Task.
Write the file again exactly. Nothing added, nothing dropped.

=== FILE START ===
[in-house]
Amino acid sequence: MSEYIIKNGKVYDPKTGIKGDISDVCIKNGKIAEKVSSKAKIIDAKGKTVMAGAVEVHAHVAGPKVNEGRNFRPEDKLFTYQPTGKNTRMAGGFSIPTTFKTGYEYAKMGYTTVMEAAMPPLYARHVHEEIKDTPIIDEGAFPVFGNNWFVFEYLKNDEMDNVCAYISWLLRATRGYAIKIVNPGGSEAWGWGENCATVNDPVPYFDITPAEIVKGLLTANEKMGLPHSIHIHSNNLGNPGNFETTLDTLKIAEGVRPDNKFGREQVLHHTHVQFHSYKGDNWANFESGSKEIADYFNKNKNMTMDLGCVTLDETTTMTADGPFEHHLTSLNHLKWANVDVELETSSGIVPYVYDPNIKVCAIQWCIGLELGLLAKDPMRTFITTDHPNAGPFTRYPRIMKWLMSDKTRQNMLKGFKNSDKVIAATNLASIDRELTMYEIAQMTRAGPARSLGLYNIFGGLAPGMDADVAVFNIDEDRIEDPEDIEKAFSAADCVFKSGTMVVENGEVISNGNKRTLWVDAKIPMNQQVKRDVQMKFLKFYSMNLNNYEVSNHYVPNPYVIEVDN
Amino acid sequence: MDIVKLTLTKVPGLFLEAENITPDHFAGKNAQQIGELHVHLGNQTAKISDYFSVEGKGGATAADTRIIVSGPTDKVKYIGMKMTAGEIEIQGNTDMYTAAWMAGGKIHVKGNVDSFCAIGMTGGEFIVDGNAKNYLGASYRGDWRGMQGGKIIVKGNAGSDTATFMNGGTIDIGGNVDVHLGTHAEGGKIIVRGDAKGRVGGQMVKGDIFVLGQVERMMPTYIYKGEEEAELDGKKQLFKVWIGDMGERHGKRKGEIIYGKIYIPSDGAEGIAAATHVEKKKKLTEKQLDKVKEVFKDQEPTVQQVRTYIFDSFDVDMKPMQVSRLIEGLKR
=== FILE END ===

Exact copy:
[in-house]
Amino acid sequence: MSEYIIKNGKVYDPKTGIKGDISDVCIKNGKIAEKVSSKAKIIDAKGKTVMAGAVEVHAHVAGPKVNEGRNFRPEDKLFTYQPTGKNTRMAGGFSIPTTFKTGYEYAKMGYTTVMEAAMPPLYARHVHEEIKDTPIIDEGAFPVFGNNWFVFEYLKNDEMDNVCAYISWLLRATRGYAIKIVNPGGSEAWGWGENCATVNDPVPYFDITPAEIVKGLLTANEKMGLPHSIHIHSNNLGNPGNFETTLDTLKIAEGVRPDNKFGREQVLHHTHVQFHSYKGDNWANFESGSKEIADYFNKNKNMTMDLGCVTLDETTTMTADGPFEHHLTSLNHLKWANVDVELETSSGIVPYVYDPNIKVCAIQWCIGLELGLLAKDPMRTFITTDHPNAGPFTRYPRIMKWLMSDKTRQNMLKGFKNSDKVIAATNLASIDRELTMYEIAQMTRAGPARSLGLYNIFGGLAPGMDADVAVFNIDEDRIEDPEDIEKAFSAADCVFKSGTMVVENGEVISNGNKRTLWVDAKIPMNQQVKRDVQMKFLKFYSMNLNNYEVSNHYVPNPYVIEVDN
Amino acid sequence: MDIVKLTLTKVPGLFLEAENITPDHFAGKNAQQIGELHVHLGNQTAKISDYFSVEGKGGATAADTRIIVSGPTDKVKYIGMKMTAGEIEIQGNTDMYTAAWMAGGKIHVKGNVDSFCAIGMTGGEFIVDGNAKNYLGASYRGDWRGMQGGKIIVKGNAGSDTATFMNGGTIDIGGNVDVHLGTHAEGGKIIVRGDAKGRVGGQMVKGDIFVLGQVERMMPTYIYKGEEEAELDGKKQLFKVWIGDMGERHGKRKGEIIYGKIYIPSDGAEGIAAATHVEKKKKLTEKQLDKVKEVFKDQEPTVQQVRTYIFDSFDVDMKPMQVSRLIEGLKR